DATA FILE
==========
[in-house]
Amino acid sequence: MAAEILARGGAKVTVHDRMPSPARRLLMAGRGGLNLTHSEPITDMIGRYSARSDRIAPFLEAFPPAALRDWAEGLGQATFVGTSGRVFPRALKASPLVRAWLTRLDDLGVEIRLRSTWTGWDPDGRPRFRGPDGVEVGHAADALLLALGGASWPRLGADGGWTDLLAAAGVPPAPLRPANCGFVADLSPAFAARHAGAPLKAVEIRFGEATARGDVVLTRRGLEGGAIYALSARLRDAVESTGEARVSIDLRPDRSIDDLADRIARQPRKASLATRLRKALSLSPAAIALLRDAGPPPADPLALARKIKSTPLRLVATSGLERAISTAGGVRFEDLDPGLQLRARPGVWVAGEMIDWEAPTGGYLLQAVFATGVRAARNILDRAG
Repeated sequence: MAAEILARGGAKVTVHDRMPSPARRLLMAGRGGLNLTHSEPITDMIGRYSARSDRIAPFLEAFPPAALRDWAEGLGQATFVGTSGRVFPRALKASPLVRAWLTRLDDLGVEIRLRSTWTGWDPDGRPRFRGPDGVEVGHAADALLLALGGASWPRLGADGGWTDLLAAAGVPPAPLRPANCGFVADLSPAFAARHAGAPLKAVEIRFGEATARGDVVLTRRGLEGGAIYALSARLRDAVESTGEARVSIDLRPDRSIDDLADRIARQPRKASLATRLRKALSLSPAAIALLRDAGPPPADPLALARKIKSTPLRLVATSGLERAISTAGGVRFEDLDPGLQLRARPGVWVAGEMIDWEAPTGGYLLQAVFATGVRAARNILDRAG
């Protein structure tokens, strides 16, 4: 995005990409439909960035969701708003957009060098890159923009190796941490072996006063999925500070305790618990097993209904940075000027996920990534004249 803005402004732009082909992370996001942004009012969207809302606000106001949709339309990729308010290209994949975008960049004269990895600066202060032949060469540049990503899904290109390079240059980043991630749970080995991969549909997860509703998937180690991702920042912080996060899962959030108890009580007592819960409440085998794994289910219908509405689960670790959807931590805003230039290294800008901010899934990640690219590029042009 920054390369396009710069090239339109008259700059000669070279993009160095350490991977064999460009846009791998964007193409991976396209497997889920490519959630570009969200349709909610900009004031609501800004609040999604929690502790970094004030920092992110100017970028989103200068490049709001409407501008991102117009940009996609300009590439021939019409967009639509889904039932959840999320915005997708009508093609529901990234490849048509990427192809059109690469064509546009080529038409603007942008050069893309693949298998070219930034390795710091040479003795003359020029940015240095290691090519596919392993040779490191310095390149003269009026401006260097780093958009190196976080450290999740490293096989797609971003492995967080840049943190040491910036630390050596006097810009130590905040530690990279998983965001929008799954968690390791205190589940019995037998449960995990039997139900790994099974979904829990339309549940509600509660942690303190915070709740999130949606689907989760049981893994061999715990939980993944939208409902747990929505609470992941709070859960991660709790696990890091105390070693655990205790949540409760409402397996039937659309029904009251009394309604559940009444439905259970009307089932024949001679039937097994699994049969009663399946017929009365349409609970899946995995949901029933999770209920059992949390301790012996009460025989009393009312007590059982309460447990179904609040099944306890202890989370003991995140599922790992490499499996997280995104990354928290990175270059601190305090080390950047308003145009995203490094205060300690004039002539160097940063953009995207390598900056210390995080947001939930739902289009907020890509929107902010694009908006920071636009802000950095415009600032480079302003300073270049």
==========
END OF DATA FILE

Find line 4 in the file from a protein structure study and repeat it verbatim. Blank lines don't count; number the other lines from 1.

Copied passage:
């Protein structure tokens, strides 16, 4: 995005990409439909960035969701708003957009060098890159923009190796941490072996006063999925500070305790618990097993209904940075000027996920990534004249 803005402004732009082909992370996001942004009012969207809302606000106001949709339309990729308010290209994949975008960049004269990895600066202060032949060469540049990503899904290109390079240059980043991630749970080995991969549909997860509703998937180690991702920042912080996060899962959030108890009580007592819960409440085998794994289910219908509405689960670790959807931590805003230039290294800008901010899934990640690219590029042009 920054390369396009710069090239339109008259700059000669070279993009160095350490991977064999460009846009791998964007193409991976396209497997889920490519959630570009969200349709909610900009004031609501800004609040999604929690502790970094004030920092992110100017970028989103200068490049709001409407501008991102117009940009996609300009590439021939019409967009639509889904039932959840999320915005997708009508093609529901990234490849048509990427192809059109690469064509546009080529038409603007942008050069893309693949298998070219930034390795710091040479003795003359020029940015240095290691090519596919392993040779490191310095390149003269009026401006260097780093958009190196976080450290999740490293096989797609971003492995967080840049943190040491910036630390050596006097810009130590905040530690990279998983965001929008799954968690390791205190589940019995037998449960995990039997139900790994099974979904829990339309549940509600509660942690303190915070709740999130949606689907989760049981893994061999715990939980993944939208409902747990929505609470992941709070859960991660709790696990890091105390070693655990205790949540409760409402397996039937659309029904009251009394309604559940009444439905259970009307089932024949001679039937097994699994049969009663399946017929009365349409609970899946995995949901029933999770209920059992949390301790012996009460025989009393009312007590059982309460447990179904609040099944306890202890989370003991995140599922790992490499499996997280995104990354928290990175270059601190305090080390950047308003145009995203490094205060300690004039002539160097940063953009995207390598900056210390995080947001939930739902289009907020890509929107902010694009908006920071636009802000950095415009600032480079302003300073270049």